Analysis says thinking about death could be good -

Analysis says thinking about death could be good

COLUMBIA, Mo. (AP) -- It may sound morbid, but thinking about death could be a good thing, according to a new analysis from the University of Missouri.

The paper "When Death is Good for Life: Considering the Positive Trajectories of Terror Management" was published this month in Personality and Social Psychology Review, a journal of the Society for Personality and Social Psychology, The Columbia Daily Tribune reported.

Ken Vail, lead author and doctoral student in psychology, and Jamie Arndt, professor of psychological sciences at Missouri, reviewed past studies on thoughts of death for the paper. The review found that in the right context, thoughts of death can make people more helpful and spur them to making healthy changes, like exercising, using sunscreen or quitting cigarettes.

"Once we started developing this study, we were surprised how much research showed positive outcomes from awareness of mortality," Arndt said in a statement.

Arndt said some other studies have indicated people become violent when they think about a catastrophe that jeopardizes their group. But another study showed those who were reminded of death and thought about a global threat instead were more likely to associate themselves with peace and humanity.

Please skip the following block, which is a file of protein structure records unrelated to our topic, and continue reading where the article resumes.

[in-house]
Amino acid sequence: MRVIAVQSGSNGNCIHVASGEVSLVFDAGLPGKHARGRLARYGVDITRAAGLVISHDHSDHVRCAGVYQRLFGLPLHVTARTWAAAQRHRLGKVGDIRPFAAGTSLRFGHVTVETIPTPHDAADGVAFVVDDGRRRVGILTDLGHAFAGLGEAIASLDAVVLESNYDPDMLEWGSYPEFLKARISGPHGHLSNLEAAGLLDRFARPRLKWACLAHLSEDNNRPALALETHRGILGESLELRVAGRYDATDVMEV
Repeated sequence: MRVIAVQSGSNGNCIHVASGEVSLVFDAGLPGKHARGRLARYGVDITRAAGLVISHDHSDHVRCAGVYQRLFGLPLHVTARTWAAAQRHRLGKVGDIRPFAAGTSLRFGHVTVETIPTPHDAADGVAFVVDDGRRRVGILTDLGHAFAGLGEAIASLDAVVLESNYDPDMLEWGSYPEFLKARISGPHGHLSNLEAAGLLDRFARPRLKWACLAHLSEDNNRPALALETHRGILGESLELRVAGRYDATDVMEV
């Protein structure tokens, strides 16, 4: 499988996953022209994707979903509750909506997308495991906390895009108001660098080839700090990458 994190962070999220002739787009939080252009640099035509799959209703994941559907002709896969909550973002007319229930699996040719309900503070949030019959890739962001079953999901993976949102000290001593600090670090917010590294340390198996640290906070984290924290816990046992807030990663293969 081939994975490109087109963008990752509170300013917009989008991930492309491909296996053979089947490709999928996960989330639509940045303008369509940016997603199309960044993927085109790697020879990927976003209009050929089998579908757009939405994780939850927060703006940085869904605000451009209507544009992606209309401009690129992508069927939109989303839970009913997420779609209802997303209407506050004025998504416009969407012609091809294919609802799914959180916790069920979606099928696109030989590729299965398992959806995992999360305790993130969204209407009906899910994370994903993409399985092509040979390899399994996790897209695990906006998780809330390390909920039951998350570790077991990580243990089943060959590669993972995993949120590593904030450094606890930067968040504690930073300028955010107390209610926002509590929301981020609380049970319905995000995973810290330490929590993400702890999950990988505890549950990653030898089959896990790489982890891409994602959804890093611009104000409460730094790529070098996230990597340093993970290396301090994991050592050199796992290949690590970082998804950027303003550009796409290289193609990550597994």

"The basic idea is when folks have a heightened awareness of mortality, they defend and protect their relevant culture group," Vail said.

In another study Vail and Arndt analyzed, people walking near cemeteries were more likely to help others than those who weren't subconsciously reminded of death. And another example showed that after the Oklahoma City bombing, divorce rates went down in nearby counties.

But Vail said the findings don't mean people need to sit and ponder their death; there are references to death around, like news of capital punishment or debates about federal health care, he said.

"The most important thing this paper does is remind researchers and clinicians and the public that awareness of mortality isn't some bleak force of destruction," Vail said.

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